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Canon Digital IXUS 120 IS Review

Key Specifications

  • Review Price: £260.00

When you’re buying a status symbol, the brand name is all important. You want people to know that you can afford what they think is the best, so you’ll choose the famous names that everyone recognises. If you’re buying a camera as a status symbol the label you’re going to go for is Canon, because even people who know nothing about cameras (and if you’re buying one as a status symbol then I’m afraid that probably includes you) know that Canon make good ones. Canon knows this too, and makes a range of tiny, fashionable and astonishingly expensive compact cameras just for you.


The IXUS 120 IS is the latest in this line. It is very similar in specification to the excellent IXUS IXUS 110 IS which I reviewed last August, but shares other features with the IXUS 100 IS ultra-compact, seen last November. However with a current high street retail price of around £260 it’s a lot more expensive than either. Considering its specification of a 4x zoom lens, 12.1MP 1/2.3-inch sensor and 2.7-inch 230k monitor that’s a hell of a lot of money for a point-and-shoot snapshot camera, no matter how good.


To be fair though, the IXUS 120 IS is a lovely bit of kit. The body is all metal, and the silver finish version that I have for review has trim around the lens that appears to be titanium. The build quality is absolutely superb and it looks great too. The body is just 20mm thick, with a smoothly rounded shape and flush-mounted controls for the perfect pocket-friendly profile. The matt finish provides a surprisingly grippy surface, and the camera is easy to hold securely. Despite the camera’s tiny dimensions the buttons are larger than average and clearly labelled, and even the flat D-pad isn’t as fiddly as it looks. The only slightly fiddly bit is the three-position slider switch to select between standard, full auto and video recording modes, but the switch is recessed and quite stiff, so it’s not likely to get jogged accidentally.

The secret to great quality is attention to detail, and the IXUS 120 IS gets most of its details exactly right. The LCD monitor is sharp and bright with a superb anti-reflective surface and an exceptionally wide viewing angle of almost 180 degrees in all directions. It works well even outdoors in bright sunlight, assuming you can find some.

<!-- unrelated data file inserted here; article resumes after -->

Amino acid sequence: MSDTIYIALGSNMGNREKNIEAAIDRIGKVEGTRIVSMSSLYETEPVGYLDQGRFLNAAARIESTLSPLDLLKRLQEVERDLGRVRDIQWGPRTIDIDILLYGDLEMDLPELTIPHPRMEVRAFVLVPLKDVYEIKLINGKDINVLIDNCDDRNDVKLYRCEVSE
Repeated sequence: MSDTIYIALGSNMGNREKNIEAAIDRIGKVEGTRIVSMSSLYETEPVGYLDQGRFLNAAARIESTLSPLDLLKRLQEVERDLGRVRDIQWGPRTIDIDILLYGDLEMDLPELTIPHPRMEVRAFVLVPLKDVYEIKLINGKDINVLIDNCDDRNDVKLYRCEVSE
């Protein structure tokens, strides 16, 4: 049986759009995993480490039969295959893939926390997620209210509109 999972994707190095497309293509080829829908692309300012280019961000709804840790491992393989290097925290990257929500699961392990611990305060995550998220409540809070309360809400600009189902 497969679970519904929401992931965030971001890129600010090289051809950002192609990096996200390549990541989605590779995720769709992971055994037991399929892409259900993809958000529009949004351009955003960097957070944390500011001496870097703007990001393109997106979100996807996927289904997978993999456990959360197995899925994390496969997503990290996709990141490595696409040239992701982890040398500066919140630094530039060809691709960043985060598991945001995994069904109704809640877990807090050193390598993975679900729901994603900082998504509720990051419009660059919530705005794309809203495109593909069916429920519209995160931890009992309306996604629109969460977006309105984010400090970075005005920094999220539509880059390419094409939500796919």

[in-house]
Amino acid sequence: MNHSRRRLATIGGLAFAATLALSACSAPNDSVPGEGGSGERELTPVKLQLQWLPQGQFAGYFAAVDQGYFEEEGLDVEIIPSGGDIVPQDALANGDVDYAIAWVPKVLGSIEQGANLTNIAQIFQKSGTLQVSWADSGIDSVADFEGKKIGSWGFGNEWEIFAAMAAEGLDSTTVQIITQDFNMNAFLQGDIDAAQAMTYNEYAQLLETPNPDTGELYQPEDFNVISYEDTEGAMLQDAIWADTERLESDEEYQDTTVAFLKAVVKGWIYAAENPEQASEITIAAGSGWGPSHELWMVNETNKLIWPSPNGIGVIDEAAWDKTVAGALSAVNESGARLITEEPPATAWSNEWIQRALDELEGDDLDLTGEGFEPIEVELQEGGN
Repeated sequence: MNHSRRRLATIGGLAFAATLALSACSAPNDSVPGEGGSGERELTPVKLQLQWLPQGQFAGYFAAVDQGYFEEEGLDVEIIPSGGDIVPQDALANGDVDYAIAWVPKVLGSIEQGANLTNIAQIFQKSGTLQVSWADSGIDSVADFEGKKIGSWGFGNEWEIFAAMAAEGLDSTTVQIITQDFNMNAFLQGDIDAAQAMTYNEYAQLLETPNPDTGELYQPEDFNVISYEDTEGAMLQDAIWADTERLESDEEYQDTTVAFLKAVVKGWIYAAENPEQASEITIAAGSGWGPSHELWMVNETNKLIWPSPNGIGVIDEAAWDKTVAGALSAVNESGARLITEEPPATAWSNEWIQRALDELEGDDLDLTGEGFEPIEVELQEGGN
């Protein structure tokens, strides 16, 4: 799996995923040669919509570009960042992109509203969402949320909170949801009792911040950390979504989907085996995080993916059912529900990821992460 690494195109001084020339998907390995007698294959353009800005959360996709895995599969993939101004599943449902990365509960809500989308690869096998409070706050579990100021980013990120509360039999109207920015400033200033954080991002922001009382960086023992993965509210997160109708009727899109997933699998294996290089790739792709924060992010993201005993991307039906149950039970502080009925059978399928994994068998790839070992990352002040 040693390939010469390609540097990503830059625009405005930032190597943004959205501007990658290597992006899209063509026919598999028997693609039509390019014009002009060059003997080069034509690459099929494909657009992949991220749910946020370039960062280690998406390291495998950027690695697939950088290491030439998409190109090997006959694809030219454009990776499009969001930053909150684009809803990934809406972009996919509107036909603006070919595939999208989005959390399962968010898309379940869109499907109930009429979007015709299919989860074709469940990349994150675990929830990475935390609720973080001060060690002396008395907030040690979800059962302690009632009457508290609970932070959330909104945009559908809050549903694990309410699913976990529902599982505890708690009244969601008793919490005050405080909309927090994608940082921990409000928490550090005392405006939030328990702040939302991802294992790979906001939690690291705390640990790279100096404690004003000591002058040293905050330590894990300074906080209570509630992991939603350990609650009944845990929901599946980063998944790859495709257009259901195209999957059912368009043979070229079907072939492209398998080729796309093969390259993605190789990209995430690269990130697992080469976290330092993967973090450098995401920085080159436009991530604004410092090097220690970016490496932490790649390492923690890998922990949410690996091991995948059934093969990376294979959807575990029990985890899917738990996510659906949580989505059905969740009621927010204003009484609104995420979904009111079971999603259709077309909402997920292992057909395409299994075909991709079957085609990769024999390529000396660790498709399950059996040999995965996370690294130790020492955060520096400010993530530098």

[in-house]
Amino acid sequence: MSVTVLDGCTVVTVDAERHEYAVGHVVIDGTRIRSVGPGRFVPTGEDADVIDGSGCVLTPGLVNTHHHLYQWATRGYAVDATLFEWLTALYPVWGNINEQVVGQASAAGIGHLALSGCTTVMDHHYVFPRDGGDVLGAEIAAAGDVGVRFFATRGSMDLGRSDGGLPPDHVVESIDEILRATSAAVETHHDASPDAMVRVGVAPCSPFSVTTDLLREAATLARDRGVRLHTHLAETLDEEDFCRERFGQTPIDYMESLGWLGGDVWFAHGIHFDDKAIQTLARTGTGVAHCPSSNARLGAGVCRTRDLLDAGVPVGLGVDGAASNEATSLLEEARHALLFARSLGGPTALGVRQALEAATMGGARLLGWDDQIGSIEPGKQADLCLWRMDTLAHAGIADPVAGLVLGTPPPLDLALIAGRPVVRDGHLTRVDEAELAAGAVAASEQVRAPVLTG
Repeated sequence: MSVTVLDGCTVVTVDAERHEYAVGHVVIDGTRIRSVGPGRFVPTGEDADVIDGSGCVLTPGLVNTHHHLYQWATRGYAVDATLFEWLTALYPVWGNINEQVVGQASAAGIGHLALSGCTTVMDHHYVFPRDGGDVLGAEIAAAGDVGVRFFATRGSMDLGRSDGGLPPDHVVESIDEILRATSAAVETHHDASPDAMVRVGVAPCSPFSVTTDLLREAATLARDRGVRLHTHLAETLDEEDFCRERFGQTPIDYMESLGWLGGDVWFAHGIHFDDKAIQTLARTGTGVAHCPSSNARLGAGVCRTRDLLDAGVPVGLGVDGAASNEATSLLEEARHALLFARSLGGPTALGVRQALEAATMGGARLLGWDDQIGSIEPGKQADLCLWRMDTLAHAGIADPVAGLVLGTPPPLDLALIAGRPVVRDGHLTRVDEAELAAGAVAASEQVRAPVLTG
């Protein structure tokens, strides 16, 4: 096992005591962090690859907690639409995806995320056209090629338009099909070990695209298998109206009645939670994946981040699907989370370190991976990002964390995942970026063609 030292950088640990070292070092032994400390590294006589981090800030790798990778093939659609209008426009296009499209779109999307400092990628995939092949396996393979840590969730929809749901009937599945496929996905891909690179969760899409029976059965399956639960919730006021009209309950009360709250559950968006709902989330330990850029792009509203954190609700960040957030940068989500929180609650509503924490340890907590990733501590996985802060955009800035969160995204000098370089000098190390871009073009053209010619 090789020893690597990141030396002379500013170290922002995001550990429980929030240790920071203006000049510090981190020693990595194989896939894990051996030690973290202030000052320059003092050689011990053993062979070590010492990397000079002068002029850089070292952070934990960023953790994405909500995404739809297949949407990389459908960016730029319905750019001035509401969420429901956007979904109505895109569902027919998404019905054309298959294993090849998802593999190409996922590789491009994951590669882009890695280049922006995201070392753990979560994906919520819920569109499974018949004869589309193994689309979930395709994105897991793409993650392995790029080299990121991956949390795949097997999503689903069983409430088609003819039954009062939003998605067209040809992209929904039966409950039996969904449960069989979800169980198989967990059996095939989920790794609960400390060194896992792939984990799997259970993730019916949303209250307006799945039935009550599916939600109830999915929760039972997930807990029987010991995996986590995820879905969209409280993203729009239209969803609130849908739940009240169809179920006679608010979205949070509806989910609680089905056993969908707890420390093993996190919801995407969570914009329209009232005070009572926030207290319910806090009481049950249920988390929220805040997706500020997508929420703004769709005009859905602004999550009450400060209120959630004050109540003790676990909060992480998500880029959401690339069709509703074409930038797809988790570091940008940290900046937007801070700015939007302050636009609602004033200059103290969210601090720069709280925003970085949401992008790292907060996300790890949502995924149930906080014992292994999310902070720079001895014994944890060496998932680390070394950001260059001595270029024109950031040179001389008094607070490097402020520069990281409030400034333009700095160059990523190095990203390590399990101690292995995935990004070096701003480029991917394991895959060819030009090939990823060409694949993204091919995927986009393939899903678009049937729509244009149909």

The 120 IS has Canon’s recently revised function menu, and I have to say that it’s absolutely superb. This is the way camera menus should be done; intuitive, responsive, and superbly easy to understand, with explanatory tool tips for every function. It even looks good, with a nice gradient shading effect and a clear readable font. The main menu is just as good; sensibly laid out and very easy to use. Again there is explanatory text for every function. There are several other manufacturers (cougholympuscough) who should take a look at Canon’s menus and learn a few things.


As a point-and-click pocket compact the IXUS 120 IS doesn’t have much in the way of creative manual control apart from colour adjustment, but it does have a wide range of useful automatic features. These include optical image stabilisation, a rare feature on a camera this small, but which works extremely well, allowing hand-held shooting at shutter speeds as low as 1/15th of a second. The IXUS 120 also has i-Contrast, which is supposed to boost shadow detail in high-contrast situations, but in fact all it seems to do is increase overall brightness, improving shadow detail but burning out highlights.


The video recording mode is about average for its class. It can shoot at a resolution of 1280 x 720 pixels (720p) and a frame rate of 30fps. Audio recoding is mono via an internal microphone, and as usual the optical zoom cannot be adjusted while recording. Clip length is limited to 10 minutes at maximum quality and resolution.

Canon’s compact cameras usually have great overall performance, and the IXUS 120 IS is a lot quicker to operate than most of its immediate rivals. It starts up in approximately 1.3 seconds, which is very fast, and shuts down again in just less than two seconds. In single-shot mode at maximum image quality it has a shot-to-shot time of approximately 2.1 seconds, which is certainly above average, while in continuous shooting mode it can maintain one frame a second, which is quite fast for a 12MP ultra-compact.


As usual Canon’s autofocus system is excellent, locking on quickly and accurately in virtually any lighting conditions. Even the usually annoying AiAF multi-zone focusing system seems to be more predictable than usual. The camera has a good bright AF assist lamp with a range of at least a couple of metres, just what you need for low-light snapshots on a night out. The flash is also surprisingly bright for its size, living up to its claimed four metre maximum range.